I’m travelling from the suburbs to London. It’s a packed train, the carriages are all stained with nicotine, and everyone is smoking and reading broadsheet newspapers. My lungs are burning and my asthma is kicking off. This is commuting, 1974-style, and my first experience of working in ‘town’.
Fast forward to today and I’m commuting regularly again. The train is even more packed, no one is smoking, everyone is on a mobile device and most have a coffee to go.
Our society is changing rapidly and the pace of change is accelerating. The reading of daily newspapers is in steep decline and smoking is on an inexorable downward trajectory as well.
Over the years, small stores have relied heavily on tobacco and newspapers to drive footfall. For some wholesalers, tobacco sales still account for more than 50% of turnover, but the industry in general needs to look elsewhere to drive business.
Convenience store retailing is forecast to grow strongly in the next five years, but the sales mix is changing and new incremental drivers of footfall are required. Here are five key areas for you to keep tabs on, to help your retail customers boost their sales and make up the shortfall from tobacco.
Coffee and food to go
Coffee to go is the most obvious option – it has moved from being an add-on to an essential part of the offering, although the coffee needs to be decent and not just a basic vending product. Taking this further, many convenience stores are experimenting with food ‘grab and go’ ranges, as well as partnerships with the likes of Subway and Greggs, which are great for credibility.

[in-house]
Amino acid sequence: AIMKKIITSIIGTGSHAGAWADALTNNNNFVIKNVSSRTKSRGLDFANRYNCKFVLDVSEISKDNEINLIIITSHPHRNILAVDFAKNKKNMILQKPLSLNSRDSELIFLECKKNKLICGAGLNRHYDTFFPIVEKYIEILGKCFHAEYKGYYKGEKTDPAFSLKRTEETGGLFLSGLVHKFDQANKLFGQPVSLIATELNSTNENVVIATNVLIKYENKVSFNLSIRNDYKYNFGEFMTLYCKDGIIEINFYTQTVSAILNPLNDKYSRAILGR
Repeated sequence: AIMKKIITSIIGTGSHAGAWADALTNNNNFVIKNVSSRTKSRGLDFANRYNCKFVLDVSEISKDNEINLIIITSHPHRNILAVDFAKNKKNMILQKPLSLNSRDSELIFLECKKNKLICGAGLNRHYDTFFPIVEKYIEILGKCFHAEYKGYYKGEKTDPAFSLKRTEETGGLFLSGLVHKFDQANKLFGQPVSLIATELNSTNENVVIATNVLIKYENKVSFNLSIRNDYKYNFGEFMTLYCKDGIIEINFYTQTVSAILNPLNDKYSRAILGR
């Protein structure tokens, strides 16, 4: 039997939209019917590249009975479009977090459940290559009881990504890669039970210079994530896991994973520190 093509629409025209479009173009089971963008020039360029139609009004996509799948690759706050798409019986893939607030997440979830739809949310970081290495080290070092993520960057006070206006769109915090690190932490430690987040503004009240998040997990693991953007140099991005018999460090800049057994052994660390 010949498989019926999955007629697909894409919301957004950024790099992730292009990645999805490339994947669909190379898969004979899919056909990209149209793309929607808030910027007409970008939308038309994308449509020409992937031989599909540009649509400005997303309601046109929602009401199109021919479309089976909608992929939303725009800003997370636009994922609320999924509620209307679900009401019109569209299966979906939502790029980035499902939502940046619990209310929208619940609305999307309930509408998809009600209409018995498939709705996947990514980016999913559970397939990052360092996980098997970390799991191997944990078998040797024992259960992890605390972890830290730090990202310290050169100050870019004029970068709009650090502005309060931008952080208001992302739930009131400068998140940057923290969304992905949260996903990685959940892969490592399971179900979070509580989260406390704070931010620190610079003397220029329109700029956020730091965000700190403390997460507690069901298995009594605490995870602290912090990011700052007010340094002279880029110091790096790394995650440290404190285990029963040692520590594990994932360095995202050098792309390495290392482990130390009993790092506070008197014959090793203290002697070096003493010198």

But there are many different types of convenience store and food to go doesn’t suit everyone. To succeed takes expertise, commitment, and investment in equipment and employee training.
Food supplements and
over-the-counter (OTC) medicines
The time has come for retailers to move tobacco under the counter, get rid of the closed shutter and use that prime selling space behind the tills to sell goods. Food supplements and OTC medicines are a highly profitable candidate for this selling space, particularly if there’s no pharmacy nearby. This is relatively low risk, simple to execute and will drive incremental cash profit.
Frozen food remains an under-exploited opportunity. It is often neglected in small stores despite the growth and profit it affords, and equipment and merchandising are too often a tired after-thought.
An authorative range of ready meals, snacking, pizzas, party food, treats and ice will keep customers coming back. And again, it’s low risk for retailers.
These offer a fantastic source of incremental profitable sales and a focused range will drive a great commercial return on floor space. The key word here is ‘everyday’: napkins, cups, glasses, partyware, foil, cling film, batteries, stationery and light bulbs. These are highly flexible and can be displayed in most places around the store.
This is a fast-growing category offering great margins. I’d certainly recommend dedicating at least a metre of space to ranges of American candy – after all, something new, colourful and different always excites consumers.
Wholesalers are seeing an increasing amount of volume going out on deliveries. This releases more floor space for experimentation. You can support your customers using bolder displays of the main opportunity categories. I can visualise a coffee ‘breakout’ area with a range of coffee-to-go options and maybe some food to go fit-outs with partners to help independent retailers.
By embracing the changes now, we can celebrate the success that awaits us all. l